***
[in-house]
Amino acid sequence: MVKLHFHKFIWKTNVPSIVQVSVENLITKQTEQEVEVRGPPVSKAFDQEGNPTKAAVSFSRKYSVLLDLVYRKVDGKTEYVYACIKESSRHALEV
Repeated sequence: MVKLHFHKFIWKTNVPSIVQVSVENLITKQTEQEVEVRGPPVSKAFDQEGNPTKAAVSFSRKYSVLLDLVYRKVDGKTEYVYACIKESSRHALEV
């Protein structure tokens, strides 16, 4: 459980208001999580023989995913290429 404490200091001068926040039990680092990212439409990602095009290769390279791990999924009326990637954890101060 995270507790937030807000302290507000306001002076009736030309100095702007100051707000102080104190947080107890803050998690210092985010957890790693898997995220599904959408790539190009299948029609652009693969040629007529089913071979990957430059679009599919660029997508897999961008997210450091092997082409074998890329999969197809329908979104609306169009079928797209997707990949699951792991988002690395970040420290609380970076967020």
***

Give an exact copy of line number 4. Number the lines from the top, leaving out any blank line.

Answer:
């Protein structure tokens, strides 16, 4: 459980208001999580023989995913290429 404490200091001068926040039990680092990212439409990602095009290769390279791990999924009326990637954890101060 995270507790937030807000302290507000306001002076009736030309100095702007100051707000102080104190947080107890803050998690210092985010957890790693898997995220599904959408790539190009299948029609652009693969040629007529089913071979990957430059679009599919660029997508897999961008997210450091092997082409074998890329999969197809329908979104609306169009079928797209997707990949699951792991988002690395970040420290609380970076967020």